Lesson 1: (Shmot) – “A new king over Egypt” – “A new broom sweeps clean”


Course: Exodus – Part 1
Lesson #1 of 4

Series: The Bible at Work: Career Coaching in the Torah

Teacher: Dr. Benny Benjamin

20Views | Published: January 5, 2023 | Revised: December 29, 2023

“A new broom sweeps clean, but an old broom knows the corners.” Traditional proverb

Now there arose a new king over Egypt who knew not Joseph. And he said to his people, “Look, the Israelite people are much too numerous for us. Let us deal shrewdly with them, so that they may not increase; otherwise, in the event of war, they may join our enemies in fighting against us and rise from the ground” Exodus 1:8-10.

After Joseph’s generation died, Egypt’s new king “knew not Joseph.” One would have thought Joseph’s legacy would be legendary among Egyptians, given his prominent role in Egypt’s success as a regional or even world power. We don’t really know if the new king’s lack of awareness was due to a forgotten legacy, a deliberate lapse of memory, a desire to “do things my way,” or identifying the growing Israelite population as a new threat to his kingdom. Sadly, the Israelites could no longer rely on Joseph’s historic contribution to Egypt to support their autonomy and standard of living. They would now have to learn to cope with new edicts and consider new survival strategies, foreshadowing a long era of oppression, bondage, and ultimate redemption.

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Many of us have lamented the loss of an admired supervisor or boss (with some undoubtedly relishing the change). A comfortable routine cannot be expected to last forever; we will always be compelled to adjust to new ways of operating, new priorities, and especially, a need to prove ourselves to one “who knew not Joseph.” Thus, we no longer have the luxury of “resting on our laurels” and counting on our boss’s memories of years past to get us through some less-than-sterling performances of the past month. We need to approach our job by reexamining how we will be evaluated, what has become critical, and what is now marginal as viewed by the new leader. As a veteran in the department, should we lecture her about “how things have always been done,” or should we do more listening? 

When “a new broom sweeps clean,” it clears the floor of all the gathered dust that may have been neglected or swept under the rug; but it also clears the floor of elements that may have been worth retaining. This leadership change calls for renewal and provides opportunities for constructive change but also poses a challenge for those who have difficulty adjusting to any transition, whether momentous or trivial.

The new manager may be younger than you and view the supervisor-supervisee relationship differently than what you have been comfortable with. They may have a different management style and a desire to establish a different working culture, perhaps based on the new-fangled business literature. If we find ourselves resisting these changes, we should ask ourselves if we find it difficult to leave our comfort zone or if some of the changes just go against our self-image or values as workers, professionals, or people. Indeed, many work aspects we have taken for granted may no longer be what current practice dictates. It’s usually wise to allow the new manager to settle into her position, avoid giving immediate advice, adopt an optimistic outlook, and even try to see yourself through her eyes today and not rely on merits that you may well have earned years ago.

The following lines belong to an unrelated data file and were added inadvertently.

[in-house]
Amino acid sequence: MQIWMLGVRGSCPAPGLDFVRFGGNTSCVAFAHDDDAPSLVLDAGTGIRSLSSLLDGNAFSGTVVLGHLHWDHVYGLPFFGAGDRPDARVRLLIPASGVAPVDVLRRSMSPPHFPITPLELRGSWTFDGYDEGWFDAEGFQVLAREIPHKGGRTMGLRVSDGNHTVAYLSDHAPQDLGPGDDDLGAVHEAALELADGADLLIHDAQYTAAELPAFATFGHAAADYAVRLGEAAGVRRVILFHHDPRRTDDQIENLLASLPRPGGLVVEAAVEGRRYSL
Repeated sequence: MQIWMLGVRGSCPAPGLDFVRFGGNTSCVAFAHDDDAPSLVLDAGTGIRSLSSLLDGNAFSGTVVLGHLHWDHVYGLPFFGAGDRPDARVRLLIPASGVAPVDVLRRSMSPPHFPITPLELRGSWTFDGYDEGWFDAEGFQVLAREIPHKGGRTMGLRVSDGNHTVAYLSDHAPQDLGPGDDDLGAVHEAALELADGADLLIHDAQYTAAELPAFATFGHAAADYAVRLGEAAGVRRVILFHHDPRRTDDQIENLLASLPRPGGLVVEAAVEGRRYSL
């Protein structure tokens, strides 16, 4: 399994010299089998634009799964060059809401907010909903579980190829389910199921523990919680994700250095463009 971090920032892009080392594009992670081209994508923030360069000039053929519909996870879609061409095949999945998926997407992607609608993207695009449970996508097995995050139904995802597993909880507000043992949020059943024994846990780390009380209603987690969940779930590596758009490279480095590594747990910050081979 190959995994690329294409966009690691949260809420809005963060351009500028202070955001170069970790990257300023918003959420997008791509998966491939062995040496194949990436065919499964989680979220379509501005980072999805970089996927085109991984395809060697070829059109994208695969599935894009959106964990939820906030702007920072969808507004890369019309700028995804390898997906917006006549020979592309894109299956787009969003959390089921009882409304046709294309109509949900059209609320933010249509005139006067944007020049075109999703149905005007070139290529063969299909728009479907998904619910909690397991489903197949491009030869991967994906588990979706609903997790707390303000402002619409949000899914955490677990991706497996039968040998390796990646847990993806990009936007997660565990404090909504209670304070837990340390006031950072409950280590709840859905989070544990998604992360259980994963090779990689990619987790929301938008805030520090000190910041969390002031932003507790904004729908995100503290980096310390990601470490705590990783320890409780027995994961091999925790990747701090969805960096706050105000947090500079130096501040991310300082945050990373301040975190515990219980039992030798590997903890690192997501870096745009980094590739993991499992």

A work history shared with colleagues and supervisors typically produces shortcut vocabulary, unchallenged assumptions, and other nuances that ease you through the day. Some of these will require review and, as noted, an opportunity to benefit from a general “reboot.” This transition provides a chance to rededicate yourself to the overriding principle of today’s workforce: “Do your best, and seek out opportunities to learn new skills that you can apply in future positions”––prospects that may not have been obtainable during your previous boss’s term.

Points to Ponder:

  • Despite the considerable overlap, we are often inclined to confuse content and style in management. We’ve all heard government officials becoming irate over learning of their premature departure from indirect means, such as news reports. They seem to be offended more by how they were fired than the firing itself. Considering these aspects separately can help you discern the factors that may be troubling you in the new administration (style or content?) and help you determine if, when, and how to confront them.
  • In your initial meeting with the new boss or manager, try to avoid messages such as: “but that’s not part of my job,” “that’s never worked,” or “but we’ve always done it this way.” Regardless of the topic, these messages indicate you are not going to be one to count on when considering new directions. Messages more appealing to a new executive might be: “Interesting. I wonder how that would work,” “I hadn’t thought of doing it that way,” “When can we start?” These more appealing sentences needn’t sound pandering. They can be expressed authentically once you’ve moved past the stage of lamenting the change at the top. 
  • Try this: You’ll need to remember how to make that good first (and second) impression. Your previous boss is likely to have pigeonholed you somehow, perhaps to your benefit, but in a characterization that is no longer you. Decide how you want to be seen by the new boss. Use this occasion to break out of outdated labels and create a new, improved brand.
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